Memories of a real family firm

RANSOMES and Rapier was a huge operation in Ipswich where thousands once worked until its final demise in 1988. Recently the company has been recalled by readers of Kindred Spirits.

David Kindred

RANSOMES and Rapier was a huge operation in Ipswich where thousands once worked until its final demise in 1988. Recently the company has been recalled by readers of Kindred Spirits. Most have remembered how family life and work was closely intertwined at 'R and R'.

Elizabeth Lindley said: “I left school aged 15 in 1952 and started work in the rate fixing office as an 'Ormig' operator, a small duplicating machine that printed out the job and time cards for all the engineering operations. I remember that day very well. At lunch break I met my mother at the canteen as she worked in the wages office, situated in a group of huts at the bottom of Bath Street. Across the canteen a group of lads were laughing at me because I was with my mum. That was the first time I saw the lad who was later to become my husband. We have now been married 51 years. I discovered later that I was sitting opposite my future father-in-law who worked in the cost office.

“I remember the “Walking Dragline” crane which was being manufactured at that time. One day a group of girls from the office were asked by the publicity department to go into the factory and stand in the huge bucket to demonstrate just how large it was. I have never seen any of the photographs taken and have often wondered if anyone has a copy? My husband was an apprentice carpenter and joiner and worked in the maintenance department. As a 'boy' one of his jobs on open day was to fix the bench seating and cushions to the trolley which took people for rides around the factory.

“We were also amongst the hundreds of cyclists that went to and from the factory every day, sometimes getting caught out by the goods train that crossed over from Commercial Road to the docks. This was most annoying if you were a bit late and anxious to get to work. In the morning I only really woke up properly after taking a sniff of the smells coming from the yeast factory and various other factories around the river.”

“I had only been at work a few months when the floods of January 1953 happened. Our office which was beside the river at the bottom of Harland Street was flooded and the smell was awful, all our carbon master copies were destroyed and had to be retyped.

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“The 'bull hooter', which called staff to the works as recalled by Kindred Spirits readers, was actually situated across the river at Ransome Sims and Jefferies, but could be heard for miles and coincided with Rapiers working times. What memories!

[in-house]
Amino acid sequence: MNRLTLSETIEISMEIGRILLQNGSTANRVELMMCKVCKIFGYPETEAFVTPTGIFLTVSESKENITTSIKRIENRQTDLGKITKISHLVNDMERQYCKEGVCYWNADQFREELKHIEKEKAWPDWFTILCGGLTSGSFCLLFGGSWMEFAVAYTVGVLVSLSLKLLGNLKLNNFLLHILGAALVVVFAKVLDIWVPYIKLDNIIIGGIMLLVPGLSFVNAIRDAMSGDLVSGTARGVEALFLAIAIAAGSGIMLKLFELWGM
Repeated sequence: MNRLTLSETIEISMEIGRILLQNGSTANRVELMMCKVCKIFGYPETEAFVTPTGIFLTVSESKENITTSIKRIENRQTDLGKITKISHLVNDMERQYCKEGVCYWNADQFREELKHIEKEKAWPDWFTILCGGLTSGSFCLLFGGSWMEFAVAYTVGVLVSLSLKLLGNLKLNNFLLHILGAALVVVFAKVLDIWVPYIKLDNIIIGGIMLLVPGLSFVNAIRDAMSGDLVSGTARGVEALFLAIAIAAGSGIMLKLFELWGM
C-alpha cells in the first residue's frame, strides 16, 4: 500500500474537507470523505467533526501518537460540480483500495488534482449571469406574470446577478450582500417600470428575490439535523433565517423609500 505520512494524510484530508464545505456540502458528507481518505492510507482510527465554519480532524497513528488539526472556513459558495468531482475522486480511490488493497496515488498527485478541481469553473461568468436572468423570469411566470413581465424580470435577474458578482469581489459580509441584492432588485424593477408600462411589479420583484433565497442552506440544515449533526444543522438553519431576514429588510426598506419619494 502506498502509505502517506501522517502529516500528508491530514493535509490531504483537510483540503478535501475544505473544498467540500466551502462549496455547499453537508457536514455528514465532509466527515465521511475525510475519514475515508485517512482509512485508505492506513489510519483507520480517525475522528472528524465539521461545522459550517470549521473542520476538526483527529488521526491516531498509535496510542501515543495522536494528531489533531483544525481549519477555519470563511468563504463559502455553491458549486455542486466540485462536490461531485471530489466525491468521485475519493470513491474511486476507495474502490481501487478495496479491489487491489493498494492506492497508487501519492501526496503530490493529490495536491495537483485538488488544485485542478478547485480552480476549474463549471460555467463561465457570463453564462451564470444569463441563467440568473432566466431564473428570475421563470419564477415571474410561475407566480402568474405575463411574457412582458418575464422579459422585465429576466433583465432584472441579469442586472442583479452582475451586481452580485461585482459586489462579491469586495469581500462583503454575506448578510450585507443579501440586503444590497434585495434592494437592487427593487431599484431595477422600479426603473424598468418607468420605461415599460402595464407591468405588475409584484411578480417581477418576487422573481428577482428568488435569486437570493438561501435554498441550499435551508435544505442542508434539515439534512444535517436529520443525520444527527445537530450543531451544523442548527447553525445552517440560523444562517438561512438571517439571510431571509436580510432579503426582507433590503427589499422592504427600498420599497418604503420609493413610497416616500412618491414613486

“Ransomes and Rapiers was a real family firm. Mums, dads, brothers, sisters, aunts and uncles worked together within the factory or offices. There were many relationships that turned to marriage. Friends were made for a lifetime. I still regularly meet girls I made friends with all those years ago.”

Rod Cross, who now lives at Botley near Southampton, added: “The mass exodus of workers on foot and by bicycle was a familiar sight outside all the factories in town when the gates opened at 'dinner-time' or the end of the day. I am almost certain Mr Talman is correct in saying recently in Kindred Spirits that scenes of workers heading home en masse were shot at this location for the 1960 film 'The Angry Silence'. However, I believe all the internal shots of the factory and most notably of the canteen, were filmed at Reavell's & Co. Ltd in Ranelagh Road, manufacturers of compressors and another major Ipswich employer at the time. In the film, Richard Attenborough put in a masterly performance as the blackleg Tom Curtis, sent to Coventry by his work-mates.

“He played opposite the stunning Italian actress Pier Angeli. The Angry Silence, a classic of its type and one of my all-time favourites, also featured a very young Oliver Reed, as well as those old stalwarts, Geoffrey Keen and Bernard Lee.

“I too remember the open days at 'R and R' with the awesome sight of all that heavy machinery; the uniquely heady smell of oil and hot metal; and the deafening sound of the giant press where visitors watched an old copper penny being smashed to around twice its size.

“Technically, defacing a coin of the realm was a criminal offence, but the flattened pennies made a great souvenir and I carried mine around in my blazer pocket for years!